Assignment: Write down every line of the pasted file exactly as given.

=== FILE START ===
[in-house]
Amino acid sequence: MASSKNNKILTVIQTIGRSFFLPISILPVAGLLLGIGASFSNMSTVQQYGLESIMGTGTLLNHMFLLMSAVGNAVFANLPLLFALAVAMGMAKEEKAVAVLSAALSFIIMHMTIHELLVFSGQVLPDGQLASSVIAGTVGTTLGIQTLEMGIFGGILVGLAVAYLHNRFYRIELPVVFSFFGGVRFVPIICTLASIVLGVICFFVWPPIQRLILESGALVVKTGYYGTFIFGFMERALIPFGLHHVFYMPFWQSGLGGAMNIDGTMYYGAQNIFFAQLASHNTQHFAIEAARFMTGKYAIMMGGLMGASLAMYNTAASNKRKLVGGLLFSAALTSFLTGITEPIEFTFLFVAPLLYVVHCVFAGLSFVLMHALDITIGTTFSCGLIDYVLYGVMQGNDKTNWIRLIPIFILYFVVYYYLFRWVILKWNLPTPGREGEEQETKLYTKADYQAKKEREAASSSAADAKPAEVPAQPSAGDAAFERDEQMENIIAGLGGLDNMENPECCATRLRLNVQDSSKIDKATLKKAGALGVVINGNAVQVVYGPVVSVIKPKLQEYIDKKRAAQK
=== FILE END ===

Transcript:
[in-house]
Amino acid sequence: MASSKNNKILTVIQTIGRSFFLPISILPVAGLLLGIGASFSNMSTVQQYGLESIMGTGTLLNHMFLLMSAVGNAVFANLPLLFALAVAMGMAKEEKAVAVLSAALSFIIMHMTIHELLVFSGQVLPDGQLASSVIAGTVGTTLGIQTLEMGIFGGILVGLAVAYLHNRFYRIELPVVFSFFGGVRFVPIICTLASIVLGVICFFVWPPIQRLILESGALVVKTGYYGTFIFGFMERALIPFGLHHVFYMPFWQSGLGGAMNIDGTMYYGAQNIFFAQLASHNTQHFAIEAARFMTGKYAIMMGGLMGASLAMYNTAASNKRKLVGGLLFSAALTSFLTGITEPIEFTFLFVAPLLYVVHCVFAGLSFVLMHALDITIGTTFSCGLIDYVLYGVMQGNDKTNWIRLIPIFILYFVVYYYLFRWVILKWNLPTPGREGEEQETKLYTKADYQAKKEREAASSSAADAKPAEVPAQPSAGDAAFERDEQMENIIAGLGGLDNMENPECCATRLRLNVQDSSKIDKATLKKAGALGVVINGNAVQVVYGPVVSVIKPKLQEYIDKKRAAQK